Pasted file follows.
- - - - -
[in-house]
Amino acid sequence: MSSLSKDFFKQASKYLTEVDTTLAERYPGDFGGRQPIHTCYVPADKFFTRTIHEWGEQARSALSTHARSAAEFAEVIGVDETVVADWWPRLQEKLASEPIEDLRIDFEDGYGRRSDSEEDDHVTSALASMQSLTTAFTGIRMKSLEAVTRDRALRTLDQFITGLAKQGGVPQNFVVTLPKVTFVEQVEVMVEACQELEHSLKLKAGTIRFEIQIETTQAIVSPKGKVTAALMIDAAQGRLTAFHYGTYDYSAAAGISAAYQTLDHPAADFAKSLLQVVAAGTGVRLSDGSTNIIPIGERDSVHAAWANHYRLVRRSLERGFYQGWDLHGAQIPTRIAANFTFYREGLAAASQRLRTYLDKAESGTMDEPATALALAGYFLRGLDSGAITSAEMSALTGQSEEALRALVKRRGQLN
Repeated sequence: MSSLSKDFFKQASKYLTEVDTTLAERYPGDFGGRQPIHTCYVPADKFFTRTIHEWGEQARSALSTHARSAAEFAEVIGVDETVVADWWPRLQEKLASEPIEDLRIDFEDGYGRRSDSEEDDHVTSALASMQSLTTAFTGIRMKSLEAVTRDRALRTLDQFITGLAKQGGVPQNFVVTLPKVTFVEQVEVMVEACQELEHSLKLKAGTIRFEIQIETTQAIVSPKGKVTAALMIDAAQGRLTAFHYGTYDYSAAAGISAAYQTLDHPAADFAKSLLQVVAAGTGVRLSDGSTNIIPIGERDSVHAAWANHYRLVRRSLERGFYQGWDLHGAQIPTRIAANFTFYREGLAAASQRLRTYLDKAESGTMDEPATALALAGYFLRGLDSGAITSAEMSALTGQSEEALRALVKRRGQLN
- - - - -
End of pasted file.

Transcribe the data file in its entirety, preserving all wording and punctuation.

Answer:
[in-house]
Amino acid sequence: MSSLSKDFFKQASKYLTEVDTTLAERYPGDFGGRQPIHTCYVPADKFFTRTIHEWGEQARSALSTHARSAAEFAEVIGVDETVVADWWPRLQEKLASEPIEDLRIDFEDGYGRRSDSEEDDHVTSALASMQSLTTAFTGIRMKSLEAVTRDRALRTLDQFITGLAKQGGVPQNFVVTLPKVTFVEQVEVMVEACQELEHSLKLKAGTIRFEIQIETTQAIVSPKGKVTAALMIDAAQGRLTAFHYGTYDYSAAAGISAAYQTLDHPAADFAKSLLQVVAAGTGVRLSDGSTNIIPIGERDSVHAAWANHYRLVRRSLERGFYQGWDLHGAQIPTRIAANFTFYREGLAAASQRLRTYLDKAESGTMDEPATALALAGYFLRGLDSGAITSAEMSALTGQSEEALRALVKRRGQLN
Repeated sequence: MSSLSKDFFKQASKYLTEVDTTLAERYPGDFGGRQPIHTCYVPADKFFTRTIHEWGEQARSALSTHARSAAEFAEVIGVDETVVADWWPRLQEKLASEPIEDLRIDFEDGYGRRSDSEEDDHVTSALASMQSLTTAFTGIRMKSLEAVTRDRALRTLDQFITGLAKQGGVPQNFVVTLPKVTFVEQVEVMVEACQELEHSLKLKAGTIRFEIQIETTQAIVSPKGKVTAALMIDAAQGRLTAFHYGTYDYSAAAGISAAYQTLDHPAADFAKSLLQVVAAGTGVRLSDGSTNIIPIGERDSVHAAWANHYRLVRRSLERGFYQGWDLHGAQIPTRIAANFTFYREGLAAASQRLRTYLDKAESGTMDEPATALALAGYFLRGLDSGAITSAEMSALTGQSEEALRALVKRRGQLN